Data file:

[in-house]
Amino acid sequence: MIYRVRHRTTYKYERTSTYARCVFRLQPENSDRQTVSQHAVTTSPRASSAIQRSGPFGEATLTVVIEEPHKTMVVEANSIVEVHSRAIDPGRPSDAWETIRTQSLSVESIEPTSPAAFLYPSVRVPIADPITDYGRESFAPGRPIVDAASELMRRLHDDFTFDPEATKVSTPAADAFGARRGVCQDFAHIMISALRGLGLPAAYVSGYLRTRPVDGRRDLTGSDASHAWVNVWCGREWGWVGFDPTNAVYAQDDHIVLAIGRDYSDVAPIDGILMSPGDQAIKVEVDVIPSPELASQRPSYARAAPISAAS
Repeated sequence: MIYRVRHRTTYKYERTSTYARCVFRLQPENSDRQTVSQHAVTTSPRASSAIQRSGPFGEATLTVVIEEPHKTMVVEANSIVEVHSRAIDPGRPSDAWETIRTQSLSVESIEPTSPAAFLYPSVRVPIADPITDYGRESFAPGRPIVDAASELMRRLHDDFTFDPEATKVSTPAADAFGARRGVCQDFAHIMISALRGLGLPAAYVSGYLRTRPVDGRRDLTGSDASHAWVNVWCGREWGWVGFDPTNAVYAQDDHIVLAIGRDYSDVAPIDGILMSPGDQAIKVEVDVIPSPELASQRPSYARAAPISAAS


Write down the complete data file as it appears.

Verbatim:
[in-house]
Amino acid sequence: MIYRVRHRTTYKYERTSTYARCVFRLQPENSDRQTVSQHAVTTSPRASSAIQRSGPFGEATLTVVIEEPHKTMVVEANSIVEVHSRAIDPGRPSDAWETIRTQSLSVESIEPTSPAAFLYPSVRVPIADPITDYGRESFAPGRPIVDAASELMRRLHDDFTFDPEATKVSTPAADAFGARRGVCQDFAHIMISALRGLGLPAAYVSGYLRTRPVDGRRDLTGSDASHAWVNVWCGREWGWVGFDPTNAVYAQDDHIVLAIGRDYSDVAPIDGILMSPGDQAIKVEVDVIPSPELASQRPSYARAAPISAAS
Repeated sequence: MIYRVRHRTTYKYERTSTYARCVFRLQPENSDRQTVSQHAVTTSPRASSAIQRSGPFGEATLTVVIEEPHKTMVVEANSIVEVHSRAIDPGRPSDAWETIRTQSLSVESIEPTSPAAFLYPSVRVPIADPITDYGRESFAPGRPIVDAASELMRRLHDDFTFDPEATKVSTPAADAFGARRGVCQDFAHIMISALRGLGLPAAYVSGYLRTRPVDGRRDLTGSDASHAWVNVWCGREWGWVGFDPTNAVYAQDDHIVLAIGRDYSDVAPIDGILMSPGDQAIKVEVDVIPSPELASQRPSYARAAPISAAS